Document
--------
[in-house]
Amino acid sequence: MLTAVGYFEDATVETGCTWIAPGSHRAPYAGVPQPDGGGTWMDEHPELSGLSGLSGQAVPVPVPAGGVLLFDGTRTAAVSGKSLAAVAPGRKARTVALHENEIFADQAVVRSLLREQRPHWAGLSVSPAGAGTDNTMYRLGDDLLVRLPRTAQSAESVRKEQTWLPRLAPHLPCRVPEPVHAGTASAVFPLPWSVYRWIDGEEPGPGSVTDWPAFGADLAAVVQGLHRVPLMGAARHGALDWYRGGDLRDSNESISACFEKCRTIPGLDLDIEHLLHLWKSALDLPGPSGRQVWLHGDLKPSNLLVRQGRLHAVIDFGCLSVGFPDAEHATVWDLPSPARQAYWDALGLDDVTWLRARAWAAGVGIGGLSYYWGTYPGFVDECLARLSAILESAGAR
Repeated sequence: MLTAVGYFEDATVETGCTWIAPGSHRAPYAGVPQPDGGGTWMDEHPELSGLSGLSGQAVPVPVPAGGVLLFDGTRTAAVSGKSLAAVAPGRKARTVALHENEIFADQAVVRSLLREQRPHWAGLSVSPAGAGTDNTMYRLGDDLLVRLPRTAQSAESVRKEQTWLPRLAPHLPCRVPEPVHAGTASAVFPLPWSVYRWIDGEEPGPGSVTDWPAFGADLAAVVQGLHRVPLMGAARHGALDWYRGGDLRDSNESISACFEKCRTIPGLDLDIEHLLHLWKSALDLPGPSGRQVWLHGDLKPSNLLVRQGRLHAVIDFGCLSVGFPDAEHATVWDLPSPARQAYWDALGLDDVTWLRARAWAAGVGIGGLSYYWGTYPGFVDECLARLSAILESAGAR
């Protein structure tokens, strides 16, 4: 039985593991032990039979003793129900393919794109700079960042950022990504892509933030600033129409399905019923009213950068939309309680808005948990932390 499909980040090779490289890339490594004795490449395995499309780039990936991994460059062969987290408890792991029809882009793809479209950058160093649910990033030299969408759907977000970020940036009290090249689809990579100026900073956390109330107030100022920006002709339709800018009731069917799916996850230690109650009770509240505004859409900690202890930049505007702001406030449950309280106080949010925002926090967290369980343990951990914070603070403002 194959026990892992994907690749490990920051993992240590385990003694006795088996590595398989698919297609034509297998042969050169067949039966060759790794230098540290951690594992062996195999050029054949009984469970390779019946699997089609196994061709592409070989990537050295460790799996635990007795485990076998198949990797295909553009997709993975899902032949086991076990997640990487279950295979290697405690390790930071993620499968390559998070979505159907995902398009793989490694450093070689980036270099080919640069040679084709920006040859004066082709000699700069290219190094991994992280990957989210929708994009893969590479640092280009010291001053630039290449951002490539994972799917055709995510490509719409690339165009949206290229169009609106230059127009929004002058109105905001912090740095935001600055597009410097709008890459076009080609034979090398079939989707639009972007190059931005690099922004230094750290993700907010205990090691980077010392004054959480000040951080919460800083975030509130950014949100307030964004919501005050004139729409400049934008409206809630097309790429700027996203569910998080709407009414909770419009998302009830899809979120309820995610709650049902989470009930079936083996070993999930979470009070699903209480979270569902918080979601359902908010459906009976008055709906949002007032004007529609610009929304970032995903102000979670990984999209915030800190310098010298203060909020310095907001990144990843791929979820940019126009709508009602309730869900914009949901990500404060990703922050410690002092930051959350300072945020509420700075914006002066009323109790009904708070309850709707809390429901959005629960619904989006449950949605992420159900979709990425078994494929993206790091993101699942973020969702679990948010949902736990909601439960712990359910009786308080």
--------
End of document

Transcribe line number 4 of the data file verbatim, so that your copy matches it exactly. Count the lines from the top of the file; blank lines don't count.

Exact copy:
């Protein structure tokens, strides 16, 4: 039985593991032990039979003793129900393919794109700079960042950022990504892509933030600033129409399905019923009213950068939309309680808005948990932390 499909980040090779490289890339490594004795490449395995499309780039990936991994460059062969987290408890792991029809882009793809479209950058160093649910990033030299969408759907977000970020940036009290090249689809990579100026900073956390109330107030100022920006002709339709800018009731069917799916996850230690109650009770509240505004859409900690202890930049505007702001406030449950309280106080949010925002926090967290369980343990951990914070603070403002 194959026990892992994907690749490990920051993992240590385990003694006795088996590595398989698919297609034509297998042969050169067949039966060759790794230098540290951690594992062996195999050029054949009984469970390779019946699997089609196994061709592409070989990537050295460790799996635990007795485990076998198949990797295909553009997709993975899902032949086991076990997640990487279950295979290697405690390790930071993620499968390559998070979505159907995902398009793989490694450093070689980036270099080919640069040679084709920006040859004066082709000699700069290219190094991994992280990957989210929708994009893969590479640092280009010291001053630039290449951002490539994972799917055709995510490509719409690339165009949206290229169009609106230059127009929004002058109105905001912090740095935001600055597009410097709008890459076009080609034979090398079939989707639009972007190059931005690099922004230094750290993700907010205990090691980077010392004054959480000040951080919460800083975030509130950014949100307030964004919501005050004139729409400049934008409206809630097309790429700027996203569910998080709407009414909770419009998302009830899809979120309820995610709650049902989470009930079936083996070993999930979470009070699903209480979270569902918080979601359902908010459906009976008055709906949002007032004007529609610009929304970032995903102000979670990984999209915030800190310098010298203060909020310095907001990144990843791929979820940019126009709508009602309730869900914009949901990500404060990703922050410690002092930051959350300072945020509420700075914006002066009323109790009904708070309850709707809390429901959005629960619904989006449950949605992420159900979709990425078994494929993206790091993101699942973020969702679990948010949902736990909601439960712990359910009786308080």